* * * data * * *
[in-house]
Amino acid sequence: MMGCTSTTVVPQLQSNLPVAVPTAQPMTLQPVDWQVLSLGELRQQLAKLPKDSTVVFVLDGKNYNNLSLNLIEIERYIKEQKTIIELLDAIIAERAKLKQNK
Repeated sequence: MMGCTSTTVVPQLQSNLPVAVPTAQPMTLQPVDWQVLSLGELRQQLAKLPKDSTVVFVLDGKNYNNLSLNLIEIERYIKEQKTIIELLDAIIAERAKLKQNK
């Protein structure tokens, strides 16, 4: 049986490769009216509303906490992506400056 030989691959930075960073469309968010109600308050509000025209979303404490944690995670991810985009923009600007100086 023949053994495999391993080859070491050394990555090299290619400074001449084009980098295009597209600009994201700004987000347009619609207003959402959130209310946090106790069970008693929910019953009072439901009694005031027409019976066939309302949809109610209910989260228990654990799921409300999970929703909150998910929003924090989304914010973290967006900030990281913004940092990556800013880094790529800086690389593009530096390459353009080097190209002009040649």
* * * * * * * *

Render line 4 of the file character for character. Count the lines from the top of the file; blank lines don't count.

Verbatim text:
């Protein structure tokens, strides 16, 4: 049986490769009216509303906490992506400056 030989691959930075960073469309968010109600308050509000025209979303404490944690995670991810985009923009600007100086 023949053994495999391993080859070491050394990555090299290619400074001449084009980098295009597209600009994201700004987000347009619609207003959402959130209310946090106790069970008693929910019953009072439901009694005031027409019976066939309302949809109610209910989260228990654990799921409300999970929703909150998910929003924090989304914010973290967006900030990281913004940092990556800013880094790529800086690389593009530096390459353009080097190209002009040649």